We should not only be concerned about intergenerational justice, but also about intragenerational justice. All too often, the benefits of minerals extraction flow to mining multinationals and importing countries, whereas the people in mining areas suffer from environmental destruction, human rights violations, corruption and conflicts. For many developing countries, mineral wealth is a curse rather than a blessing. Fortunately, the European Commission doesn’t turn a blind eye to this injustice. Justice Commissioner Didier Reynders recently announced that the Commission will table legislation to expand due diligence requirements for companies. Ideally, they will have to identify, prevent, mitigate and account for environmental damage, human rights violations and corruption that are linked to their operations, subsidiaries or value chains. The new law will not be a panacea, but at least Europe takes responsibility for its part in the resource curse.

The Covid-19 crisis adds urgency to the responsible sourcing of raw materials. Mining is one of the economic activities that encroach on the remaining habitats of wildlife. In the Democratic Republic of Congo, the miners who dig up coltan for our smartphones often resort to hunting great apes and other wild animals, for lack of other protein sources. The preparation and consumption of bushmeat carries a high risk of infectious diseases jumping over from animal to human. This is a resource curse that hangs over the entire world. It turns both the responsible sourcing of minerals and the frugal, circular use of them into matters of life and death for all humankind.

Responsible sourcing is far easier to achieve within the European Union than outside its borders. In view of the risk of zoonoses that comes with mining in Africa, the European Greens should consider softening their opposition to new mining projects in Europe, as far as metals are concerned which are vital for the energy transition, such as cobalt. (I admit that this is easy to say from the Netherlands, which is extremely poor in metal ores.)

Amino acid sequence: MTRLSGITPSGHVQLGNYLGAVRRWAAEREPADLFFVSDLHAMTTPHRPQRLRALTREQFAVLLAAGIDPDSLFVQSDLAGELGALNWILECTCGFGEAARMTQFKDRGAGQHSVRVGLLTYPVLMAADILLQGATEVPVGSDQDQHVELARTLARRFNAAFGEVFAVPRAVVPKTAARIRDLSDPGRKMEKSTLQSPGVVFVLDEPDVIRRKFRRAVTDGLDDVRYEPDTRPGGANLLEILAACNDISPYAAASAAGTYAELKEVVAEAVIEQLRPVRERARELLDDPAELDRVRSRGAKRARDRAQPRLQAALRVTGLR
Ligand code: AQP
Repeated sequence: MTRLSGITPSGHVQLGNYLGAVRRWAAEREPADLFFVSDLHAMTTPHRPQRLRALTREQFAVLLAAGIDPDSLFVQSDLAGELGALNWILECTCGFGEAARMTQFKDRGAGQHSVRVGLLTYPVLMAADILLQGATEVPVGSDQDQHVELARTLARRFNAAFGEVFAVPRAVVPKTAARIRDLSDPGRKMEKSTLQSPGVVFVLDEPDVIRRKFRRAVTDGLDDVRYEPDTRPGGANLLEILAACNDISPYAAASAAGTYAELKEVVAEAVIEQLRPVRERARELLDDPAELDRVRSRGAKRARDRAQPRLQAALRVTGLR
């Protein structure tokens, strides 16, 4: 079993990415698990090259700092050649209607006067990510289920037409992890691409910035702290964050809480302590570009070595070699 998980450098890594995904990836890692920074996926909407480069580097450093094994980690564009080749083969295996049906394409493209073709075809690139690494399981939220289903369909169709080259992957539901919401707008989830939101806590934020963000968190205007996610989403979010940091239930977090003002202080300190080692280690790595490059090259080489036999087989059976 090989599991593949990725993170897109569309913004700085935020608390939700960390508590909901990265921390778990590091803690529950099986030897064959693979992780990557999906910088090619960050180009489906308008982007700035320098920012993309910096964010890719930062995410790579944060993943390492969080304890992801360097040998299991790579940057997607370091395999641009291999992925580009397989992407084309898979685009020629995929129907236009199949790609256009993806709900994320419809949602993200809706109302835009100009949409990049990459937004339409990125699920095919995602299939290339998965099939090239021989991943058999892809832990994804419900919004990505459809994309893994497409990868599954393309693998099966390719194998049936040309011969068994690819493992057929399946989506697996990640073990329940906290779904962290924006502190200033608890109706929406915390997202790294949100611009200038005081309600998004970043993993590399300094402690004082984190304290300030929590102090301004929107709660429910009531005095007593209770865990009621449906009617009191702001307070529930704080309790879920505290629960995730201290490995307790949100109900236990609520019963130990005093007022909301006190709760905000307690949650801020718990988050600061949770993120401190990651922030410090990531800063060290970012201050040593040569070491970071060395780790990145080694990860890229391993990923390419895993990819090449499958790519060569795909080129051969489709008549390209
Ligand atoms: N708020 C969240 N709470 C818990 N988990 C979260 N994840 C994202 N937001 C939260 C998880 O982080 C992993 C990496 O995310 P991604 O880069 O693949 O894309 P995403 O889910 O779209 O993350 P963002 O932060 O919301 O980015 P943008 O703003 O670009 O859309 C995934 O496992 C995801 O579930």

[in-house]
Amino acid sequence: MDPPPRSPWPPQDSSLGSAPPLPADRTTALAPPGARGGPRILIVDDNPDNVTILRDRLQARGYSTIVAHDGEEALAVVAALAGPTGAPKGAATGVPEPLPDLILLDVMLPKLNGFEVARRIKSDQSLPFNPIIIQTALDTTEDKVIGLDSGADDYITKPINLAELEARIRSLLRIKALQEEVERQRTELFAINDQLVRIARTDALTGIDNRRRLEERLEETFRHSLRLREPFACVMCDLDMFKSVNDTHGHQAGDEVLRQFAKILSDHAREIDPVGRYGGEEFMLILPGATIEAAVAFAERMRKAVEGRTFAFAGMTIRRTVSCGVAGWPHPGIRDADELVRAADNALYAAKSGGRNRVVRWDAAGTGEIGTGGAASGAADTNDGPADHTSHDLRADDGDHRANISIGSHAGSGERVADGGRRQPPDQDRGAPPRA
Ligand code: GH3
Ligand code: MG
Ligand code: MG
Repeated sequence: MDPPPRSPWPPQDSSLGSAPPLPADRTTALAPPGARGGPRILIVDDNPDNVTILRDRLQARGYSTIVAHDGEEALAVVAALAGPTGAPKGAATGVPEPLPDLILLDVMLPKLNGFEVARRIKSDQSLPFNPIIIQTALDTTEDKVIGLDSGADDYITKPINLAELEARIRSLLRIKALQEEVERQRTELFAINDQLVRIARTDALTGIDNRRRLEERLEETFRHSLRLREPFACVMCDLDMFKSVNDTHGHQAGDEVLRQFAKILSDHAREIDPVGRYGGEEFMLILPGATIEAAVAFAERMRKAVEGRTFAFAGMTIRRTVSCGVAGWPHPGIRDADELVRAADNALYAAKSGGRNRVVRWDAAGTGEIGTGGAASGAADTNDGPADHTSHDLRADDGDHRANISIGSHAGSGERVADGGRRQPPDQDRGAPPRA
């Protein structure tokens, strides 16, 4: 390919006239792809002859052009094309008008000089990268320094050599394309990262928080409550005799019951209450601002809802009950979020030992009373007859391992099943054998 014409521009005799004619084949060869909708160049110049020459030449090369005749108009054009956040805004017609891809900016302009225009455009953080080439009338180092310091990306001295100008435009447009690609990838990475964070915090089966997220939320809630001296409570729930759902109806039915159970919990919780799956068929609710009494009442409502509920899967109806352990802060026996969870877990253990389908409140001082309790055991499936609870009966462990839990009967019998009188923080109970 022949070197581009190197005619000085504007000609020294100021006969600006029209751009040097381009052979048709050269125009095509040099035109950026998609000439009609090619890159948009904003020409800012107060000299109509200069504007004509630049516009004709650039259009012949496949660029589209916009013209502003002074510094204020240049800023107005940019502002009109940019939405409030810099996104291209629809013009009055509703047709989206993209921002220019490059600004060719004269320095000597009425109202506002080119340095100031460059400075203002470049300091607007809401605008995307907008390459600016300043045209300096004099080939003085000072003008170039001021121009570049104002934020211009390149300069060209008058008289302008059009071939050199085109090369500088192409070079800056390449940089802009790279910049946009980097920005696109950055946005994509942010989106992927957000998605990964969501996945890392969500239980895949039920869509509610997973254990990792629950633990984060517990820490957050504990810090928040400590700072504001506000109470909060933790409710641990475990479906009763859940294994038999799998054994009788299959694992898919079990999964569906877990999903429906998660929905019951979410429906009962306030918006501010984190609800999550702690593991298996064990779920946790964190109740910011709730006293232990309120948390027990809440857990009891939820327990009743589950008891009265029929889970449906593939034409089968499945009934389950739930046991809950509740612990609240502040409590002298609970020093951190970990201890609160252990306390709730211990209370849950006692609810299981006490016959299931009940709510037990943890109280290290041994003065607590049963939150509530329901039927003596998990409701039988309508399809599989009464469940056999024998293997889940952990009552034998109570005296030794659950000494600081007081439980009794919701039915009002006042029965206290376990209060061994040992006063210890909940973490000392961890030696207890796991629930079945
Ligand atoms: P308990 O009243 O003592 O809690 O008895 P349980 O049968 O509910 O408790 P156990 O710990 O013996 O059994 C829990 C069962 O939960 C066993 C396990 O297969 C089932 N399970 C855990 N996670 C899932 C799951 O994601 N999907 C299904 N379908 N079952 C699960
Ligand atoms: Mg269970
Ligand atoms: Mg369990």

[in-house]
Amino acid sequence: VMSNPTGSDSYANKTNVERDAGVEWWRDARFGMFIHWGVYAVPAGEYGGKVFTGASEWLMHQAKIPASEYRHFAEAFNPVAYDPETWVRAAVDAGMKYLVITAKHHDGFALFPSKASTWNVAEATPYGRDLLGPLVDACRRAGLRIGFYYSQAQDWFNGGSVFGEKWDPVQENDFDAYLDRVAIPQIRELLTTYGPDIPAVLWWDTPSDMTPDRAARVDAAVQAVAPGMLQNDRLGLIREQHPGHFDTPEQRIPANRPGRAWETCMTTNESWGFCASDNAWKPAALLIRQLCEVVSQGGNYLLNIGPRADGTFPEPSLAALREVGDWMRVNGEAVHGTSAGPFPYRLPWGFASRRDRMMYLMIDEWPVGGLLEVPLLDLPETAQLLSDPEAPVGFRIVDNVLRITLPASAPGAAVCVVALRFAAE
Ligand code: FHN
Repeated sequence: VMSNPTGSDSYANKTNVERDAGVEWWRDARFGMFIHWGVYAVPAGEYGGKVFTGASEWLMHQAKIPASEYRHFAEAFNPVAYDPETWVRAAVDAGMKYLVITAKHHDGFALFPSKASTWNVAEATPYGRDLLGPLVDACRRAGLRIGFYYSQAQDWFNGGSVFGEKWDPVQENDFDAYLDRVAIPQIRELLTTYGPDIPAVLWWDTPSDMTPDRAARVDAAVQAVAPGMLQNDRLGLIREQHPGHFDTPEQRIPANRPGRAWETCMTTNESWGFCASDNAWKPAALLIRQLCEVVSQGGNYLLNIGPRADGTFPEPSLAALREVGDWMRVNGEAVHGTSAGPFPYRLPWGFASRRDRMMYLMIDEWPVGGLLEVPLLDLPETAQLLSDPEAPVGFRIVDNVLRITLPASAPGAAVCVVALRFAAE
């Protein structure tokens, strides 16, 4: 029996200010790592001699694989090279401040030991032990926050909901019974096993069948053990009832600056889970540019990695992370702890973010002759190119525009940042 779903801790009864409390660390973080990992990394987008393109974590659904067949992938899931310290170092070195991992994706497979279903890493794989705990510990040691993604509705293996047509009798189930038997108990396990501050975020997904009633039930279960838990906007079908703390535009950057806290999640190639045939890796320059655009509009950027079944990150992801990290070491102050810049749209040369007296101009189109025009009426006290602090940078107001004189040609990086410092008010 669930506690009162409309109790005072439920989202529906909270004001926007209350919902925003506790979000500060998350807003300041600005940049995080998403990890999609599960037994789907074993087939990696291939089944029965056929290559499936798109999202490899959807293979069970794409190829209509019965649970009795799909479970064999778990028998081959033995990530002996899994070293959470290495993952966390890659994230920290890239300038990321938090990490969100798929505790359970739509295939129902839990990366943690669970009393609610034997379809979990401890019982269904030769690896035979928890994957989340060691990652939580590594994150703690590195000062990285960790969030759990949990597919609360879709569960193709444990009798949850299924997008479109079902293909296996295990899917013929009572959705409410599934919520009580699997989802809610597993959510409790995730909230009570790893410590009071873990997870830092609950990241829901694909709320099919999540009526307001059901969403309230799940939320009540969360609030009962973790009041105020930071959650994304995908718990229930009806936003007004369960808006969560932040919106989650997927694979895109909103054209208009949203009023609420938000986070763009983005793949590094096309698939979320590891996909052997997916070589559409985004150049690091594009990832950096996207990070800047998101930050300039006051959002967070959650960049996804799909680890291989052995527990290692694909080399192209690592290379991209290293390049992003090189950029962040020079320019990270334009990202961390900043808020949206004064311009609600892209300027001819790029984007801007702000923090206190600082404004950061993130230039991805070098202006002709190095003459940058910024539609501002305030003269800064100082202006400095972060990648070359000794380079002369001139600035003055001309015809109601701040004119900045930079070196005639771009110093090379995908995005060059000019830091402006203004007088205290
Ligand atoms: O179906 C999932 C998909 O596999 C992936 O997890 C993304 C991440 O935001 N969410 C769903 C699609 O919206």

Geopolitics and a local paradox

I started this article by pointing out that certain minerals are geologically scarce. This scarcity is not reflected in the European Commission’s list of critical raw materials. The list exclusively deals with supply risks due to conflicts or other disruptions of trade. Geopolitical scarcity, so to say. This approach can have adverse consequences. For instance, it encourages European industries to substitute 'critical' magnesium by non-critical metals. Zinc is an alternative. But zinc is much scarcer in geological terms. Is it wise to deplete a scarce metal ore to replace a less scarce one? We would increase industry's security of supply, but not for long. Future generations might miss out on zinc, which is an indispensable micronutrient for crops. My advice to the Commission would be to integrate geological scarcity into its new list of critical raw materials. This would add zinc, molybdenum, rhenium and copper to the list, for instance.

Geological scarcity of minerals is one more reason to introduce a European tax on primary raw materials, whether they be domestic or imported. This policy tool is missing from the Commission’s European Green Deal plan. It remains to be seen if the proposed carbon border adjustment mechanism will go some way towards it. Taxation of primary raw materials would make secondary raw materials more competitive and thus give a boost to recycling. Low demand for secondary materials is one of the reasons why some local councils in the Netherlands, after having taught their citizens that household waste is a valuable resource, are facing a pay-as-you-throw paradox (diftarparadox) now: as citizens get better at sorting waste, it becomes harder for the municipality to cover the costs of collecting and processing waste. In a truly circular economy, sorted household waste would be extremely valuable. Traders would crowd our front door to collect our broken electronics, discarded clothing and potato peelings. We’re nowhere there yet.